The blood plasma company in line to get $65 million, Plasma Technologies, does not have any physical facilities. It is registered at the South Carolina home address of "connected" Republican donor Eugene Zurlo, a man who has been attempting to sell his technology for some time with no success. It looks like it has never produced plasma.
And, most curiously, the one-person shadow company appears to have gained the attention of the government solely due to the connections of its most prominent outside investor, ex-senator turned CNN pundit Rick Santorum. Santorum, it turns out, was one of the prime beneficiaries of Zurlo's Republican donations, and Zurlo previously "entertained Santorum and his family" at his now-sold South Carolina mansion, reports AP.
Santorum later invested his own money in Zurlo's struggling company, and it was Santorum who pitched the company to the FDA and the Department of Health and Human Services (HHS). Santorum isn't shy about acknowledging that he'll be getting some coin, either, if government dollars happen to jump-start this tiny, unknown company headed by one of his prior funders.
All of that is beginning to sound a bit familiar at this point. Prominent conservative TV voice pitches the administration on a new, unproven medical technology mirroring one of Donald Trump's own most talked-about potential miracle cures. Though even a cursory look at the company shows that it barely exists, and though government scientists are themselves dubious as to its value, the government is eager to latch on. It turns out the conservative who pushed the product is himself an investor, and could profit enormously if the contracts go through.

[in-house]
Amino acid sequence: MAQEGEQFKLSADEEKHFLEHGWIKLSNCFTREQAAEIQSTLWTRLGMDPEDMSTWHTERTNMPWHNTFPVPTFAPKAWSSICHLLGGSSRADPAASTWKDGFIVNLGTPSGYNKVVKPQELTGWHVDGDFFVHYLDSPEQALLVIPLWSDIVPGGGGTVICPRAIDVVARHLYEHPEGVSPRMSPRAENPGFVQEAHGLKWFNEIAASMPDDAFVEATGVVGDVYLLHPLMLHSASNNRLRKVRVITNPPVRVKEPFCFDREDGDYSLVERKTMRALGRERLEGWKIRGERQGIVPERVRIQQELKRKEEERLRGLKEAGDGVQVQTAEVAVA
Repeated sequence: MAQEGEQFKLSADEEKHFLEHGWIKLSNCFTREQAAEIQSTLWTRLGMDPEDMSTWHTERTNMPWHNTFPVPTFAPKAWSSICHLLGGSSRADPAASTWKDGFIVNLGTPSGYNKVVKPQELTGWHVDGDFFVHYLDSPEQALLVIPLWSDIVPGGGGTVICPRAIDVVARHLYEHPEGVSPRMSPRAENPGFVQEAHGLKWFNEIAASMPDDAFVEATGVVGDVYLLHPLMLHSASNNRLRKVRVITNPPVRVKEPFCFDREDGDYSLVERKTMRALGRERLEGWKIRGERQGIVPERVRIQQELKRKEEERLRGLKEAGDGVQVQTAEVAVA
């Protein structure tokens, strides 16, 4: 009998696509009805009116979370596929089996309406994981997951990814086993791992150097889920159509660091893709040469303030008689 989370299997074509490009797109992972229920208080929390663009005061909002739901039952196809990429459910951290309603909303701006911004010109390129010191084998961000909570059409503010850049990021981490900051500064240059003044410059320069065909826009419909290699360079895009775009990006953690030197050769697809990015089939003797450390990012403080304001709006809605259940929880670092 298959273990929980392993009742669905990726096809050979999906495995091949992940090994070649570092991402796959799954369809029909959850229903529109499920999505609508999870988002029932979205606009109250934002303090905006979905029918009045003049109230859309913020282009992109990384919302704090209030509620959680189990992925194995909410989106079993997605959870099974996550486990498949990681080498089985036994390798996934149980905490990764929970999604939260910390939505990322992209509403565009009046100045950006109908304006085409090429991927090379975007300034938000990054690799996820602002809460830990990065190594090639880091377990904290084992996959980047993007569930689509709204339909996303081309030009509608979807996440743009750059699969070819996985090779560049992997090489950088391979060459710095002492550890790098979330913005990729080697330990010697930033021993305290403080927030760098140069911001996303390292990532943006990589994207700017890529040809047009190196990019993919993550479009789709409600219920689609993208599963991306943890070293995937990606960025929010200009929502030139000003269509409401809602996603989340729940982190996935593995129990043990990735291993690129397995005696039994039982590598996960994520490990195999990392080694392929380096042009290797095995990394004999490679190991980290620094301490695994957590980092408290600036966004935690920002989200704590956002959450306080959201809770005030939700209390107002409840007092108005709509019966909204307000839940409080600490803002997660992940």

It's not the My Pillow guy trying to sell Trump new anti-coronavirus nutritional supplements, mind you, but it's still a bit sketchy looking, eh?
In this case, although the AP reports that HHS scientists were not particularly impressed with the company's pitch, the government is "latching on" with $750,000 in funding for a proof of concept, with tens of millions for building a company facility from scratch if it works out. If it does, CNN talking head Santorum will see his sunk investment explode in value; if it doesn't, the government will have devoted another nontrivial bit of COVID-19 management and brainpower to a miracle that wasn't.
Still, as far as future scandals go, this one is comfortably familiar. We can take solace in the fact that even if this does turn out to be another case of government money being handed out solely because an administration ally is pushing the effort, it's a bit of old school American institutional corruption, not one of Trump's own crazy new inventions like "extort the president of Ukraine" or "invite Russian assets to give you a private sales pitch on how to damage your election opponent."
Any other year, Santorum would be getting a hard side-eye on this one, but now? Right now the swamp is so full-up you can barely see his nose peeking up out of the water. The actions of Trump’s cabinet alone will take the combined attention of every last inspector general and federal investigator during any upcoming Biden term; they won’t have a moment to even think about such embarrassingly normal political sketchiness.